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Digital Cameras For Beginners

Updated on November 28, 2014
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Affordable......or not.

While doing research for the best digital camera to fit my needs, I came across several that caught my interest. The Nikon Coolpix S9100 offers the 3 inch screen I am looking for and is supposed to be great for beginners (which I am), because it offers automatic or advanced shooting modes. This would be great if I choose to make a serious hobby out of photography, but the price of $330 just for the advantage of 18x optical zoom is beyond what I want to spend in case I lose interest too quickly. At $130, the Panasonic Lumix DMC-S3 was more in my price range, but the 2.7 inch screen is smaller than I want. I would prefer a rugged camera with a 3 inch screen and at least 5x optical zoom that would be good for beginners, like I found in the Nikon Coolpix AW100, especially because it is pocket sized and weighs in at only 6.3 ounces, but once again, the $380.00 is more than I want to pay for a hobby I may lose interest in quickly. At less than $100, the Samsung ST72-16MP seemed to be exactly what I was looking for, until I found the Panasonic Lumix FX78.

The Panasonic Lumix FX78

This camera offers a larger than standard 3.5 inch touch screen, 12.1 megapixels and 5x optical zoom, which is all I really need for now. It’s “beauty retouch” mode improves complexions and removes bags under eyes. The “ make-up” mode adds extra beauty. These, along with the optical image stabilizer, which compensates for handshake, help to reduce frustrations for beginners and helps them produce better pictures. At less than $100, the Panasonic Lumix FX78 is what I would choose.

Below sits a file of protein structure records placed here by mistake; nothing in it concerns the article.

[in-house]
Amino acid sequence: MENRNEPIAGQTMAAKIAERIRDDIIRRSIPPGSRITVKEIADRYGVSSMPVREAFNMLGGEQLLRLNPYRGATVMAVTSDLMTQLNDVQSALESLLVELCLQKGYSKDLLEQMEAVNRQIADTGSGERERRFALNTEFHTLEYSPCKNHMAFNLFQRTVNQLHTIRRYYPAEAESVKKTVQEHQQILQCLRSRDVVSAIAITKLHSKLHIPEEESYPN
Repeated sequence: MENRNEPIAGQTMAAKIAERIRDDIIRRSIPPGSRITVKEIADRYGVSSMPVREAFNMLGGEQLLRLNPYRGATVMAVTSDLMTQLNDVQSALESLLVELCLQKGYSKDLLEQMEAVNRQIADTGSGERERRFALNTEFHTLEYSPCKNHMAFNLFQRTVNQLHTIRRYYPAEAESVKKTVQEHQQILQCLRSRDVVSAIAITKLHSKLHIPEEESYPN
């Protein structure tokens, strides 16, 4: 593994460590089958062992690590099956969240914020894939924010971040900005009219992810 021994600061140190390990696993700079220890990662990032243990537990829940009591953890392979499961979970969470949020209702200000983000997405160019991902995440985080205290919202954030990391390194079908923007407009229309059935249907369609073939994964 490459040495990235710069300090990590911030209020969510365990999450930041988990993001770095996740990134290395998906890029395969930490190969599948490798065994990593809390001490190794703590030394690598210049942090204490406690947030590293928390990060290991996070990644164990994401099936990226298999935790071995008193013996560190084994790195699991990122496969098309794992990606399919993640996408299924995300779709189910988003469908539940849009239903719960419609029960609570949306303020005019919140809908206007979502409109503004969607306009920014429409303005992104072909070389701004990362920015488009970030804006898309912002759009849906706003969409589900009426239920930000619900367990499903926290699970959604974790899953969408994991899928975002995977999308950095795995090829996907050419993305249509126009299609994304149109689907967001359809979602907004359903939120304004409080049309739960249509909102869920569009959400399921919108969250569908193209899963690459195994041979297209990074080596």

Panasonic Lumix FX78

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    • peachpurple profile image

      peachy 2 years ago from Home Sweet Home

      i first bought canon, waste of batteries, I think lumix should be better

    • cobrien profile image
      Author

      cobrien 2 years ago from Georgia

      I agree, but people like my father,my mother, my husband, and my niece still prefer digital cameras. Some people, especially the older generation, just don't appreciate smartphones.

    • nihongotraveler profile image

      Nathaniel 2 years ago from Everywhere and nowhere; currently Boulder, Colorado

      I'd have to admit, I think point and shoots are a waste of money. A smartphone these days (iPhone 6 is a good example) has 8 megapixels and good software running it that it replaces any smartphone out there. Sure, a point and shoot may have more megapixels, but still a waste of time and money if you are just trying to figure out if you want to get into photography.

      I would suggest that one try out a friend's camera for a while to see if the person enjoyed photography. If so, then save the money for an entry level DSLR or mirrorless camera with a good lens.